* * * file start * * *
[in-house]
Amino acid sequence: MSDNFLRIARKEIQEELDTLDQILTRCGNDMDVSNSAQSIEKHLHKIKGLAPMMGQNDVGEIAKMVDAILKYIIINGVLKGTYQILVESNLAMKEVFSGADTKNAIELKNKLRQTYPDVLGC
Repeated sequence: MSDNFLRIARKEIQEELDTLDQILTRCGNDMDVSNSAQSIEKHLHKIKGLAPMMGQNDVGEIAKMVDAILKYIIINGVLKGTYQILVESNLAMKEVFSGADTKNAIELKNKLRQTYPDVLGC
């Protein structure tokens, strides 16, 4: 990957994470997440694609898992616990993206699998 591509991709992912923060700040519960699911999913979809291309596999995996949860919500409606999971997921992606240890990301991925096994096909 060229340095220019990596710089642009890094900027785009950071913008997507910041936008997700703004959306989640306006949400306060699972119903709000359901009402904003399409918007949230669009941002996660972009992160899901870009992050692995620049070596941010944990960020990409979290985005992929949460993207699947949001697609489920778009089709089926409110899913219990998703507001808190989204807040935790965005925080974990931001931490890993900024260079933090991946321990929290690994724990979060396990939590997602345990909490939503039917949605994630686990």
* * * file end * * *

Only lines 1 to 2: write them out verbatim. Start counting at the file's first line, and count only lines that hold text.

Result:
[in-house]
Amino acid sequence: MSDNFLRIARKEIQEELDTLDQILTRCGNDMDVSNSAQSIEKHLHKIKGLAPMMGQNDVGEIAKMVDAILKYIIINGVLKGTYQILVESNLAMKEVFSGADTKNAIELKNKLRQTYPDVLGC